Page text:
In Battle of the Sexes, a film that feels as important as it is engaging in its look back at the famous Billie Jean King-Bobby Riggs tennis match of 44 years ago, Emma Stone defeats Steve Carell in straight sets.
That's not to say Carell doesn't nail his part as Riggs, the unrepentant hustler and showman who at age 55 defeated the No. 1-ranked woman in the world, Margaret Court, before setting up the prime-time showdown with the Wimbledon-winning King a few months later. Carell looks the part, shows enough savvy on the tennis court to pull it off and -- much to the delight of fans of The Office's Michael Scott -- essentially gets to revisit his popular TV role, since Riggs would say anything for shock value if it might earn him a buck.
But the match, of course, went to King in three straight sets, so if victors get to write the history, they also reap the close-ups and the more pivotal side of the story. Stone is on a great roll in Hollywood, considering her Oscar-winning turn in La La Land last year and her terrific performance here. Like Carell, she's good enough with a racket to deliver basic strokes (her dance steps from La La Land helped her learn footwork on the court), and filmmakers successfully made both actors appear to be covering the court like tennis champs in scenes where doubles were used.
It's hard to convey in 2017 how an exhibition tennis match could have ever gained so much attention. But it has been reported that 90 million people around the world watched as the two battled in Houston's Astrodome on Sept. 20, 1973.
The match aired during prime time on ABC with Howard Cosell handling the commentary, and co-directors Jonathan Dayton and Valerie Faris (Little Miss Sunshine) wisely use a fair amount of his footage and sound. While Cosell was the journalist who fought for Muhammad Ali's right to object to the Vietnam War, he wasn't quite as enlightened on the women's front, saying at one point that King was "playing very tough, walking more like a male than a female.''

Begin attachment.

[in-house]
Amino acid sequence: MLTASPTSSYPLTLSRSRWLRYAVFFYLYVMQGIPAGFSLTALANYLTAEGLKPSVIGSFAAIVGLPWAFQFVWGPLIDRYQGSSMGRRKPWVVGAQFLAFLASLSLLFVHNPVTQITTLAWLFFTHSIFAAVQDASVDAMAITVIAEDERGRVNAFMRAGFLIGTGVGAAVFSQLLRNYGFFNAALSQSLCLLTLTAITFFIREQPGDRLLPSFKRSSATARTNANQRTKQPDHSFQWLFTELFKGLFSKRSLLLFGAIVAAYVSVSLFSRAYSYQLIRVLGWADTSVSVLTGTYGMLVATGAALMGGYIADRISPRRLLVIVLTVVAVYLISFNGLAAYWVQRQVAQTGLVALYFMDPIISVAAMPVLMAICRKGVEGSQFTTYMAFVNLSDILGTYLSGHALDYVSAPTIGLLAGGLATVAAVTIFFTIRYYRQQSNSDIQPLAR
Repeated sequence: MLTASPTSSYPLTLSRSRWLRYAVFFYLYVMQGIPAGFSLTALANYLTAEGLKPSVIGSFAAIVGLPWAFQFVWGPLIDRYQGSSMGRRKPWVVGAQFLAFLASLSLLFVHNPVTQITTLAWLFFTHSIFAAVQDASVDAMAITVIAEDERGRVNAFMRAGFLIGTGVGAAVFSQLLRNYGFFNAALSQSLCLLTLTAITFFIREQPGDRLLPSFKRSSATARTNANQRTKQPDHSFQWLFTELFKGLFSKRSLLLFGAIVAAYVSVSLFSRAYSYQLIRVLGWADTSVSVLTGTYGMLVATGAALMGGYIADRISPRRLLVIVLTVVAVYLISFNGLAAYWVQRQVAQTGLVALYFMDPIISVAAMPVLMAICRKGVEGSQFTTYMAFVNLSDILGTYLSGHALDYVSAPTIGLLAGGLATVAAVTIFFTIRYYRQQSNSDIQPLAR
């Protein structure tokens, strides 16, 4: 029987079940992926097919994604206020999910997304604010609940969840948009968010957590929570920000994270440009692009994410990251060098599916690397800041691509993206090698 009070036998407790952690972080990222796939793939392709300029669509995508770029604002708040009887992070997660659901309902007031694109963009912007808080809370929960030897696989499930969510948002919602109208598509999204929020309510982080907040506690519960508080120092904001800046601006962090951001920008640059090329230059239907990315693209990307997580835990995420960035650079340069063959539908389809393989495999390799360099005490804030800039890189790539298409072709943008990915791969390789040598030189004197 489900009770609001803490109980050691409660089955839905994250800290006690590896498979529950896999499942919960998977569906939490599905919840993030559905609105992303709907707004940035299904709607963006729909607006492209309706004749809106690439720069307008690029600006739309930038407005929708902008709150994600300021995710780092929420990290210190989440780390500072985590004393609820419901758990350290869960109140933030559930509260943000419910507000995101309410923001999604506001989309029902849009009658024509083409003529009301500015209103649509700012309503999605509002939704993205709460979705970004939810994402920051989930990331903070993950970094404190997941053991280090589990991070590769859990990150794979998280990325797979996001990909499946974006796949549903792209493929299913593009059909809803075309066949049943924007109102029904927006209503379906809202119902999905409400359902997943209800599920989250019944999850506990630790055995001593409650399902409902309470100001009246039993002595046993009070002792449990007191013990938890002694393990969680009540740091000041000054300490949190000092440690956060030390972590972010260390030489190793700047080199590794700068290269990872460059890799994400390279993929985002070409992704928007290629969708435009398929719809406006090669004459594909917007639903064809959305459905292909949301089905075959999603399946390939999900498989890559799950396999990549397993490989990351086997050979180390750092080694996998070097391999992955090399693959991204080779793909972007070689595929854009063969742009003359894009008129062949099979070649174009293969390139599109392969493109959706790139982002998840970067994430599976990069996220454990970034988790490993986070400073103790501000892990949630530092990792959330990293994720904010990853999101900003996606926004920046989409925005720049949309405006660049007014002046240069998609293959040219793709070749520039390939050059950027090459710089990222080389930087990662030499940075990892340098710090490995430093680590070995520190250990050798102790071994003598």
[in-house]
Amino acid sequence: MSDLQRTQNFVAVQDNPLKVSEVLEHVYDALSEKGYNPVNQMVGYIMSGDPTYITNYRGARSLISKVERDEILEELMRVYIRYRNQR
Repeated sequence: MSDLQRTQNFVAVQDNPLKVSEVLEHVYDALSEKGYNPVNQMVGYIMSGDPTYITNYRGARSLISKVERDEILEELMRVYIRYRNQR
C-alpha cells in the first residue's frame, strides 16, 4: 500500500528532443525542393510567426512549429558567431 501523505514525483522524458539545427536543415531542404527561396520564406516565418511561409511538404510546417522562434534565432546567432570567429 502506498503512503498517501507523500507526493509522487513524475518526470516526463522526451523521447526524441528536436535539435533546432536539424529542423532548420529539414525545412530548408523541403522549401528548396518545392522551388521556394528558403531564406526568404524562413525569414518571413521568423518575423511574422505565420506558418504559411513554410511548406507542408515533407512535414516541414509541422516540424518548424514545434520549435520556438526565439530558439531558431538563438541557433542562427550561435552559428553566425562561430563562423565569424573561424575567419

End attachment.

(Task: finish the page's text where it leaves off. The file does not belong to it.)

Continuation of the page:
There were numerous celebrities courtside, including NFL great Jim Brown. During a radio interview with Brown three years ago, I asked him about that night.
King vs. Riggs, Sept. 20, 1973, Houston's Astrodome
"It was a great event, a great historical event," Brown said. "She beat him to death. I don't know if he threw the match or not, but I enjoyed it tremendously."
Given Riggs' gambling nature, rumors he had been paid to lose floated around for years, but nothing came close to being confirmed and the film wisely avoids the subject.
Some of Stone's finest moments come when she stands up to tennis legend Jack Kramer (Bill Pullman), who offers women one-eighth of the prize money that men are receiving. That compels King to lead the boycott that produced the women's tennis tour.
When Riggs easily handled Court in a match that the Australian great apparently didn't take seriously, King felt she had to step up and accept the invitation from Riggs she already had turned down.
While facing enormous pressure to win the match (King has said she thought it would be the death of women's tennis if she, like Court, lost to a 55-year-old man), Stone's character also is wrestling with her own sexuality, falling for a hairdresser and failing to hide the affair from her husband. In real life, King was married and had a long-running affair with her secretary, but a little looseness with the truth here is important at the film's conclusion.
As Stone celebrates the victory over Riggs and accepts congratulations all around, she is unable to offer a hug to the woman she loves. America may have been ready to take some baby steps toward gender equality (a battle that obviously remains unfinished), but it was nowhere close to accepting the homosexuality of its star athletes, men or women.
The list of great tennis films is a short one. At long last, Woody Allen's Match Point and Alfred Hitchcock's Strangers on a Train have some competition. Stone and Carell charge the net and light it up.
Battle of the Sexes (A-)
PG-13 (for some sexual content and partial nudity). 121 minutes. In wide release.